The first session, “Security: Getting Past ‘No’ -- How to Implement 2.0 without a Security Crisis,” heavily emphasized new life that Web 2.0’s interactive nature has breathed into all manner of old Web security threats: cross-site scripting, cross-site request forgery, widget attacks, SQL injection attacks, XPATH vulnerability, cross-scripting worms, and authentication and authorization vulnerabilities.
One of the panelists (sadly, I didn’t catch his name, which doesn’t appear anywhere on the GTC East 2009 Web site or print program) works for the New York State Office of Cyber Security and Critical Infrastructure Coordination (CSCIC). He noted that CSCIC is currently blocking third-party social networking sites pending analysis of their risks, costs, and benefits but stressed that other agencies needed to answer the following questions for themselves:
- Can your employees safely use these sites?
- Do you trust the creators of these sites to address security vulnerabilities appropriately?
- Do all of the good things that social networking offers outweigh the risks?
The other session, “Engaging Citizens Through Web 2.0” emphasized the benefits of Web 2.0. Andrew Hoppin, the CIO of the New York State Senate, highlighted its role in making the Senate more transparent and more participatory. The Senate Web site:
- Uses a collaborative filtering process that highlights the most frequently accessed resources on the site’s home page.
- Gives individual senators and committees complete control over the content that appears on their own pages, their own RSS feeds, and the ability to link to their Facebook pages, Twitter feeds, etc.
- Allows citizens to comment on proposed legislation and upon comments left by other users of the site, which helps to ensure that popular ideas “float to the top. (staff remove hate speech, scatological language, etc., but keep moderation to a minimum, which ensures lots of public input -- check out some of the great comments concerning the Senate’s tumultuous recent past)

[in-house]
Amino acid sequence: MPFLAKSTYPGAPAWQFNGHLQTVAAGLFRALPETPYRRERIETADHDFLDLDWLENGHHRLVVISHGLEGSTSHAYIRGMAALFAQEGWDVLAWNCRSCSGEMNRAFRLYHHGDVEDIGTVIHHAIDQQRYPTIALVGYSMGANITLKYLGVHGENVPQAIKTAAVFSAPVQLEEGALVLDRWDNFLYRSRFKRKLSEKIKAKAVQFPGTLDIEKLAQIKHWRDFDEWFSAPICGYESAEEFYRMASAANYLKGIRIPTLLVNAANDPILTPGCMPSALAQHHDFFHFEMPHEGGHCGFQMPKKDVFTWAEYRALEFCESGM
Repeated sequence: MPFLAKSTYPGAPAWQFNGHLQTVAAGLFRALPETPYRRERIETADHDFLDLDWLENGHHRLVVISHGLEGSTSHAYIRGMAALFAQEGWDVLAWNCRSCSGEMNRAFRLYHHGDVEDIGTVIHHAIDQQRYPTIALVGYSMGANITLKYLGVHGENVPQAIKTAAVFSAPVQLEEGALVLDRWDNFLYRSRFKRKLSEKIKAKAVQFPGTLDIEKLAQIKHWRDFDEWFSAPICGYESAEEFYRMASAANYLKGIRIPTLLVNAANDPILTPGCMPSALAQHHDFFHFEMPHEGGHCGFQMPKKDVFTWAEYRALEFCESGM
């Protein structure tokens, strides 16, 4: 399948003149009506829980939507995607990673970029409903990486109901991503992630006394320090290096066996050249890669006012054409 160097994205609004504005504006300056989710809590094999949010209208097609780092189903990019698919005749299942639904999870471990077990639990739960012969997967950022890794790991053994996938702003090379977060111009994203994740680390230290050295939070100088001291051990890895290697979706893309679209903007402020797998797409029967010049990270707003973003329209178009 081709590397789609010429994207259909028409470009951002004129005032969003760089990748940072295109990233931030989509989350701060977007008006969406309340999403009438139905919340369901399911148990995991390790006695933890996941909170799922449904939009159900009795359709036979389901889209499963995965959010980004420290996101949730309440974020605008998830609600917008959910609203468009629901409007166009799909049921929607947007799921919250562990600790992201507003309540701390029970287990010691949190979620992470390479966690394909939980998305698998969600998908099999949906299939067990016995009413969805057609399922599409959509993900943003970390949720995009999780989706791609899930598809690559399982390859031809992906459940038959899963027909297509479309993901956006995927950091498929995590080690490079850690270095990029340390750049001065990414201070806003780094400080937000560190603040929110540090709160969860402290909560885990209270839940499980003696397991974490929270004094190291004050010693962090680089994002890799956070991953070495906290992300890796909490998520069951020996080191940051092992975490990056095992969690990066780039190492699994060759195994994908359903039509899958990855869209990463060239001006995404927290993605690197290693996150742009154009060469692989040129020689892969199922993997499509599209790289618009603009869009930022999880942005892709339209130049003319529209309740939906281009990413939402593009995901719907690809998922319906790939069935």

- Provides social bookmarks that make it easy for citizens to post items of interest to Facebook, etc.
After Jim Silvia of Laserfiche discussed how enterprise content management systems can, among other things, help governments create Web 2.0 applications and meet recordkeeping and other requirements relating to all types of government information, there was a lengthy question-and-answer session that focused largely on the Senate’s enthusiastic embrace of Web 2.0. Topics included:
- Building support: The Office of the CIO had to go through a very lengthy consensus-building process governing the posting of content, and has carved out a few narrow areas in which re-use is prohibited; for example, information posted on the site cannot be used for fundraising or other political purposes. Whenever possible, the Office of the CIO “evangelizes” about new possibilities for citizen involvement.
- Coordinated citizen campaigns: comments are tracked by IP address, so a small number of people can’t game the system by posting comments repeatedly or ranking each other’s comments favorably. It is possible for large, organized groups of citizens to deluge the Senate site with comments, but citizen groups have long engaged in letter-writing campaigns, etc., and it’s easy to figure out when a coordinated effort is taking place. Moreover, all citizen input has value.
- Security (my question): The Office of the CIO has determined that third-party social networking sites support the Senate’s core mission of interacting with and soliciting input from citizens. It keeps systems housing restricted data separate from those that offer Web 2.0 capability.
- The digital divide: some citizens lack ready access to or comfort with the Web, and Hoppin and his colleagues are exploring other ways to interact with citizens (e.g., telephone).